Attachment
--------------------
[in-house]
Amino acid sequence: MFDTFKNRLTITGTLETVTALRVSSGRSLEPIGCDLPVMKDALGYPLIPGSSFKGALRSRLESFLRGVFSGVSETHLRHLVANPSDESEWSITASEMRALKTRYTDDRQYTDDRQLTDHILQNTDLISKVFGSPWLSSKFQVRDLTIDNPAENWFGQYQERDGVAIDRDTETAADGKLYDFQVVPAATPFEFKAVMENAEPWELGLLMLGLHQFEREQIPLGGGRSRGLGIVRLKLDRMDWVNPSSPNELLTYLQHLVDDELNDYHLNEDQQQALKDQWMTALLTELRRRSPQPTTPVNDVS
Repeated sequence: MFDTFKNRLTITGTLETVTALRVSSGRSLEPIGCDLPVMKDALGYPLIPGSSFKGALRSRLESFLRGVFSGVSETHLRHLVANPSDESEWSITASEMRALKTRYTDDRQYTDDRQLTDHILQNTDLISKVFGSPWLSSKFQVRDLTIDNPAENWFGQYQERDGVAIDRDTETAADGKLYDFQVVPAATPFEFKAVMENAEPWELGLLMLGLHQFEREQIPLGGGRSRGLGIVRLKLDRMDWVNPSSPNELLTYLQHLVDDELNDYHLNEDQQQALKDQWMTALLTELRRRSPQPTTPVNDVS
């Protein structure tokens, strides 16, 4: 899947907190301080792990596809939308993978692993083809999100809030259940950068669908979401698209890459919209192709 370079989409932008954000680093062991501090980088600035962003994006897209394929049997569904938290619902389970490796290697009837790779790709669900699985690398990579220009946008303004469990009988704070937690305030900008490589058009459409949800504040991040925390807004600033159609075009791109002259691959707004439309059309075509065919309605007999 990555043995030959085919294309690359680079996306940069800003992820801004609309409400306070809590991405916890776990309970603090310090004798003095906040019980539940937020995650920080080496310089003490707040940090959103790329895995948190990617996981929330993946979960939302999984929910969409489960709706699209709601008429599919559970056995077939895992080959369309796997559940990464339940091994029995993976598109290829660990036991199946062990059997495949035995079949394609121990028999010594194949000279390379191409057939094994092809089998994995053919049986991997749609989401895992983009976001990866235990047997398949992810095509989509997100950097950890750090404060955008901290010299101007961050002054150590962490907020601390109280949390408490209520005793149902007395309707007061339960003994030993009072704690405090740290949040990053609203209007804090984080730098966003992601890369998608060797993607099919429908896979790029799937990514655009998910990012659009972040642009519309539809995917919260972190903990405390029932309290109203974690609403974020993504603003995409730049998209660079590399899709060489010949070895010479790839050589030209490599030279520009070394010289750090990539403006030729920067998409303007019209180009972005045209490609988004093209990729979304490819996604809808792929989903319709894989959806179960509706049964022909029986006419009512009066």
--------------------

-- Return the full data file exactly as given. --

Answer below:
[in-house]
Amino acid sequence: MFDTFKNRLTITGTLETVTALRVSSGRSLEPIGCDLPVMKDALGYPLIPGSSFKGALRSRLESFLRGVFSGVSETHLRHLVANPSDESEWSITASEMRALKTRYTDDRQYTDDRQLTDHILQNTDLISKVFGSPWLSSKFQVRDLTIDNPAENWFGQYQERDGVAIDRDTETAADGKLYDFQVVPAATPFEFKAVMENAEPWELGLLMLGLHQFEREQIPLGGGRSRGLGIVRLKLDRMDWVNPSSPNELLTYLQHLVDDELNDYHLNEDQQQALKDQWMTALLTELRRRSPQPTTPVNDVS
Repeated sequence: MFDTFKNRLTITGTLETVTALRVSSGRSLEPIGCDLPVMKDALGYPLIPGSSFKGALRSRLESFLRGVFSGVSETHLRHLVANPSDESEWSITASEMRALKTRYTDDRQYTDDRQLTDHILQNTDLISKVFGSPWLSSKFQVRDLTIDNPAENWFGQYQERDGVAIDRDTETAADGKLYDFQVVPAATPFEFKAVMENAEPWELGLLMLGLHQFEREQIPLGGGRSRGLGIVRLKLDRMDWVNPSSPNELLTYLQHLVDDELNDYHLNEDQQQALKDQWMTALLTELRRRSPQPTTPVNDVS
């Protein structure tokens, strides 16, 4: 899947907190301080792990596809939308993978692993083809999100809030259940950068669908979401698209890459919209192709 370079989409932008954000680093062991501090980088600035962003994006897209394929049997569904938290619902389970490796290697009837790779790709669900699985690398990579220009946008303004469990009988704070937690305030900008490589058009459409949800504040991040925390807004600033159609075009791109002259691959707004439309059309075509065919309605007999 990555043995030959085919294309690359680079996306940069800003992820801004609309409400306070809590991405916890776990309970603090310090004798003095906040019980539940937020995650920080080496310089003490707040940090959103790329895995948190990617996981929330993946979960939302999984929910969409489960709706699209709601008429599919559970056995077939895992080959369309796997559940990464339940091994029995993976598109290829660990036991199946062990059997495949035995079949394609121990028999010594194949000279390379191409057939094994092809089998994995053919049986991997749609989401895992983009976001990866235990047997398949992810095509989509997100950097950890750090404060955008901290010299101007961050002054150590962490907020601390109280949390408490209520005793149902007395309707007061339960003994030993009072704690405090740290949040990053609203209007804090984080730098966003992601890369998608060797993607099919429908896979790029799937990514655009998910990012659009972040642009519309539809995917919260972190903990405390029932309290109203974690609403974020993504603003995409730049998209660079590399899709060489010949070895010479790839050589030209490599030279520009070394010289750090990539403006030729920067998409303007019209180009972005045209490609988004093209990729979304490819996604809808792929989903319709894989959806179960509706049964022909029986006419009512009066």